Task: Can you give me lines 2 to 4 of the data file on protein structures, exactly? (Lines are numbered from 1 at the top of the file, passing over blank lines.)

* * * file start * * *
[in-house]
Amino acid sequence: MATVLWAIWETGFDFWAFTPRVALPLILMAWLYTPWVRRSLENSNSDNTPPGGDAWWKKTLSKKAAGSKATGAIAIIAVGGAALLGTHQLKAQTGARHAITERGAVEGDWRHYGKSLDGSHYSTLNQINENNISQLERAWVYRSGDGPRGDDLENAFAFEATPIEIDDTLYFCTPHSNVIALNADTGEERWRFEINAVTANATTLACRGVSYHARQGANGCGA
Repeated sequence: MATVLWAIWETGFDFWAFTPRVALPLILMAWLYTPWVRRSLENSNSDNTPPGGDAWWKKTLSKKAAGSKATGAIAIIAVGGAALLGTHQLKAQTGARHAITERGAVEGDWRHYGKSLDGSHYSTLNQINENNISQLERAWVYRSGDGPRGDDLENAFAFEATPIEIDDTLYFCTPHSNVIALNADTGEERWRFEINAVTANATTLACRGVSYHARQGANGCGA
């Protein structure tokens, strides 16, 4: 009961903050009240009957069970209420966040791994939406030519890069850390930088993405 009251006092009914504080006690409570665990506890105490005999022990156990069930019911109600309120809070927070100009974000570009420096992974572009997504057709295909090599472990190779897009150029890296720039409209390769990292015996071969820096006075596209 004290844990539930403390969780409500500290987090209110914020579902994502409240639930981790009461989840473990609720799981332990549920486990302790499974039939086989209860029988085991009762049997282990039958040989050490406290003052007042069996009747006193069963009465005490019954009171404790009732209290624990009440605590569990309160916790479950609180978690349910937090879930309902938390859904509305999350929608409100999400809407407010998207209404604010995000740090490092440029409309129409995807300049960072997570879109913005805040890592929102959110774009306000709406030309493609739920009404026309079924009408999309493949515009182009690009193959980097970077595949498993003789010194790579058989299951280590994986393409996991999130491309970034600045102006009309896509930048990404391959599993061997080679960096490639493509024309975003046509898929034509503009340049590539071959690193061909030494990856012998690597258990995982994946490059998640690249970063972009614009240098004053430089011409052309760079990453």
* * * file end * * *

Amino acid sequence: MATVLWAIWETGFDFWAFTPRVALPLILMAWLYTPWVRRSLENSNSDNTPPGGDAWWKKTLSKKAAGSKATGAIAIIAVGGAALLGTHQLKAQTGARHAITERGAVEGDWRHYGKSLDGSHYSTLNQINENNISQLERAWVYRSGDGPRGDDLENAFAFEATPIEIDDTLYFCTPHSNVIALNADTGEERWRFEINAVTANATTLACRGVSYHARQGANGCGA
Repeated sequence: MATVLWAIWETGFDFWAFTPRVALPLILMAWLYTPWVRRSLENSNSDNTPPGGDAWWKKTLSKKAAGSKATGAIAIIAVGGAALLGTHQLKAQTGARHAITERGAVEGDWRHYGKSLDGSHYSTLNQINENNISQLERAWVYRSGDGPRGDDLENAFAFEATPIEIDDTLYFCTPHSNVIALNADTGEERWRFEINAVTANATTLACRGVSYHARQGANGCGA
């Protein structure tokens, strides 16, 4: 009961903050009240009957069970209420966040791994939406030519890069850390930088993405 009251006092009914504080006690409570665990506890105490005999022990156990069930019911109600309120809070927070100009974000570009420096992974572009997504057709295909090599472990190779897009150029890296720039409209390769990292015996071969820096006075596209 004290844990539930403390969780409500500290987090209110914020579902994502409240639930981790009461989840473990609720799981332990549920486990302790499974039939086989209860029988085991009762049997282990039958040989050490406290003052007042069996009747006193069963009465005490019954009171404790009732209290624990009440605590569990309160916790479950609180978690349910937090879930309902938390859904509305999350929608409100999400809407407010998207209404604010995000740090490092440029409309129409995807300049960072997570879109913005805040890592929102959110774009306000709406030309493609739920009404026309079924009408999309493949515009182009690009193959980097970077595949498993003789010194790579058989299951280590994986393409996991999130491309970034600045102006009309896509930048990404391959599993061997080679960096490639493509024309975003046509898929034509503009340049590539071959690193061909030494990856012998690597258990995982994946490059998640690249970063972009614009240098004053430089011409052309760079990453």